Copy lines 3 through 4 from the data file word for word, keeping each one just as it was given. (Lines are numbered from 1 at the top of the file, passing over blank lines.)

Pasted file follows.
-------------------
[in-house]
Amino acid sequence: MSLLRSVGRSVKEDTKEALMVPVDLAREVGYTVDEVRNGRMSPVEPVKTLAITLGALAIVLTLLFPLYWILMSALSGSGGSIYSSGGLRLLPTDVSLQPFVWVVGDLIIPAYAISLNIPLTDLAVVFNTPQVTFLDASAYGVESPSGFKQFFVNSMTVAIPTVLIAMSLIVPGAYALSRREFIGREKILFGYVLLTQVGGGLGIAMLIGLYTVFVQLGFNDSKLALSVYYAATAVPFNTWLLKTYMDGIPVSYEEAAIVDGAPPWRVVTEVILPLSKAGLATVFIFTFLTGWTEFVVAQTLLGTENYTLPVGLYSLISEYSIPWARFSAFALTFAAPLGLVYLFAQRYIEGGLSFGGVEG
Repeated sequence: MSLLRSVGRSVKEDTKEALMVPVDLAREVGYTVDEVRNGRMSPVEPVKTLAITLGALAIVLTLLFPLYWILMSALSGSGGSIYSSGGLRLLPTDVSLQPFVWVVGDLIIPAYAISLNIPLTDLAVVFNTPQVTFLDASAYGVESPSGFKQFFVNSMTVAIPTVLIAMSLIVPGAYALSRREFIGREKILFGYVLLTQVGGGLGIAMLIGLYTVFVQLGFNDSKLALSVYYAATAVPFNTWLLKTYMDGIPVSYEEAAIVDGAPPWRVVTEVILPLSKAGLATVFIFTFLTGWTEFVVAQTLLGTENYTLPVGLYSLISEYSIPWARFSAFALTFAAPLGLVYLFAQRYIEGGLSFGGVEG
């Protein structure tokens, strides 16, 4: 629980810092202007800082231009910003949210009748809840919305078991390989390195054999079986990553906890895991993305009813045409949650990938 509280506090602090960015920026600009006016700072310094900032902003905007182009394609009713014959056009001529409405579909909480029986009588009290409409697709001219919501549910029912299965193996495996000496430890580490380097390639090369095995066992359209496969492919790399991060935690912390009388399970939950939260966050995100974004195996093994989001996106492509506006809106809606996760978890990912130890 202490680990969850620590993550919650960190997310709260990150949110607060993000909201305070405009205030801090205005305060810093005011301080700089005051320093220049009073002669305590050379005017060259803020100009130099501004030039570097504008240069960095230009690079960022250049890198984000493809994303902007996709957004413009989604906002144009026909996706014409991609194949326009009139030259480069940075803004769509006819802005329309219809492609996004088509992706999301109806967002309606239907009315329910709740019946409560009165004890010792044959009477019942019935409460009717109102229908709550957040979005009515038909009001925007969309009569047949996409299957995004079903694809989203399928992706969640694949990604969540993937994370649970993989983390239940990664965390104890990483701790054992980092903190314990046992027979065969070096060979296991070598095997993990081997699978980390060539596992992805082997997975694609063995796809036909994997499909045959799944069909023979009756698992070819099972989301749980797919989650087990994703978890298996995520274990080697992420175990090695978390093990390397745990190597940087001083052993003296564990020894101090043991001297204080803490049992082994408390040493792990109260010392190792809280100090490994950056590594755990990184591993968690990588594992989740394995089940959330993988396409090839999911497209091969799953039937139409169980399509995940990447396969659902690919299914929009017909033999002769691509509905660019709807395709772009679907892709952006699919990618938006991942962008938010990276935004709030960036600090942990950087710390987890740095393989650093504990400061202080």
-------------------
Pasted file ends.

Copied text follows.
Repeated sequence: MSLLRSVGRSVKEDTKEALMVPVDLAREVGYTVDEVRNGRMSPVEPVKTLAITLGALAIVLTLLFPLYWILMSALSGSGGSIYSSGGLRLLPTDVSLQPFVWVVGDLIIPAYAISLNIPLTDLAVVFNTPQVTFLDASAYGVESPSGFKQFFVNSMTVAIPTVLIAMSLIVPGAYALSRREFIGREKILFGYVLLTQVGGGLGIAMLIGLYTVFVQLGFNDSKLALSVYYAATAVPFNTWLLKTYMDGIPVSYEEAAIVDGAPPWRVVTEVILPLSKAGLATVFIFTFLTGWTEFVVAQTLLGTENYTLPVGLYSLISEYSIPWARFSAFALTFAAPLGLVYLFAQRYIEGGLSFGGVEG
């Protein structure tokens, strides 16, 4: 629980810092202007800082231009910003949210009748809840919305078991390989390195054999079986990553906890895991993305009813045409949650990938 509280506090602090960015920026600009006016700072310094900032902003905007182009394609009713014959056009001529409405579909909480029986009588009290409409697709001219919501549910029912299965193996495996000496430890580490380097390639090369095995066992359209496969492919790399991060935690912390009388399970939950939260966050995100974004195996093994989001996106492509506006809106809606996760978890990912130890 202490680990969850620590993550919650960190997310709260990150949110607060993000909201305070405009205030801090205005305060810093005011301080700089005051320093220049009073002669305590050379005017060259803020100009130099501004030039570097504008240069960095230009690079960022250049890198984000493809994303902007996709957004413009989604906002144009026909996706014409991609194949326009009139030259480069940075803004769509006819802005329309219809492609996004088509992706999301109806967002309606239907009315329910709740019946409560009165004890010792044959009477019942019935409460009717109102229908709550957040979005009515038909009001925007969309009569047949996409299957995004079903694809989203399928992706969640694949990604969540993937994370649970993989983390239940990664965390104890990483701790054992980092903190314990046992027979065969070096060979296991070598095997993990081997699978980390060539596992992805082997997975694609063995796809036909994997499909045959799944069909023979009756698992070819099972989301749980797919989650087990994703978890298996995520274990080697992420175990090695978390093990390397745990190597940087001083052993003296564990020894101090043991001297204080803490049992082994408390040493792990109260010392190792809280100090490994950056590594755990990184591993968690990588594992989740394995089940959330993988396409090839999911497209091969799953039937139409169980399509995940990447396969659902690919299914929009017909033999002769691509509905660019709807395709772009679907892709952006699919990618938006991942962008938010990276935004709030960036600090942990950087710390987890740095393989650093504990400061202080």